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Keywords:

  • Arachnida;
  • Arthropoda;
  • Cyphophthalmi;
  • Gondwana;
  • New Caledonia;
  • Opiliones;
  • Pangea;
  • phylogeny;
  • Southeast Asia;
  • vicariance biogeography

Abstract

Aim  To test the hypothesis that continental drift drives diversification of organisms through vicariance, we selected a group of primitive arachnids which originated before the break-up of Pangaea and currently inhabits all major landmasses with the exception of Antarctica, but lacks the ability to disperse across oceanic barriers.

Location  Major continental temperate to tropical landmasses (North America, South America, Eurasia, Africa, Australia) and continental islands (Bioko, Borneo, Japan, Java, New Caledonia, New Guinea, New Zealand, Sri Lanka, Sulawesi, Sumatra).

Methods  Five kb of sequence data from five gene regions for more than 100 cyphophthalmid exemplars were analysed phylogenetically using different methods, including direct optimization under parsimony and maximum likelihood under a broad set of analytical parameters. We also used geological calibration points to estimate gross phylogenetic time divergences.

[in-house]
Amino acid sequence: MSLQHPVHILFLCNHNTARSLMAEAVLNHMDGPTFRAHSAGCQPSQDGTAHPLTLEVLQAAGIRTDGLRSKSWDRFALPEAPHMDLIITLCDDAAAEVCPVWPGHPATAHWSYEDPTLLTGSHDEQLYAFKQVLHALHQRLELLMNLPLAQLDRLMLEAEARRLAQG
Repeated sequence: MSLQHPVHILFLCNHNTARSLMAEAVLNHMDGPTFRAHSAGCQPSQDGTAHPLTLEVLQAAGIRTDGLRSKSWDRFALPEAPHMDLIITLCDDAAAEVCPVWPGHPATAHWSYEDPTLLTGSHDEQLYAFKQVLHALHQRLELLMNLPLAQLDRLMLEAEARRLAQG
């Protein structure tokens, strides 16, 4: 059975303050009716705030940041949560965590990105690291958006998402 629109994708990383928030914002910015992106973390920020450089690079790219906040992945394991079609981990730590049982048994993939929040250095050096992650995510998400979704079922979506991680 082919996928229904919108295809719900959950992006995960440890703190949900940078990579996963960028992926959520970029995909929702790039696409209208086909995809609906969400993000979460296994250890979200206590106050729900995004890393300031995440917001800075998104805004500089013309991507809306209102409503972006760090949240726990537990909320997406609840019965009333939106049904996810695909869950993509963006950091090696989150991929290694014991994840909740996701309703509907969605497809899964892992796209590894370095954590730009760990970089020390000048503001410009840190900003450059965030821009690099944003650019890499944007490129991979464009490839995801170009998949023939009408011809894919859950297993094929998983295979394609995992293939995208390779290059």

Results  Our analyses show that all families except the Laurasian Sironidae are monophyletic and adhere to clear biogeographical patterns. Pettalidae is restricted to temperate Gondwana, Neogoveidae to tropical Gondwana, Stylocellidae to Southeast Asia, and Troglosironidae to New Caledonia. Relationships between the families inhabiting these landmasses indicate that New Caledonia is related to tropical Gondwana instead of to the Australian portion of temperate Gondwana. The results also concur with a Gondwanan origin of Florida, as supported by modern geological data.

Main conclusions  By studying a group of organisms with not only an ancient origin, low vagility and restricted habitats, but also a present global distribution, we have been able to test biogeographical hypotheses at a scale rarely attempted. Our results strongly support the presence of a circum-Antarctic clade of formerly temperate Gondwanan species, a clade restricted to tropical Gondwana and a Southeast Asian clade that originated from a series of early Gondwanan terranes that rifted off northwards from the Devonian to the Triassic and accreted to tropical Laurasia. The relationships among the Laurasian species remain more obscure.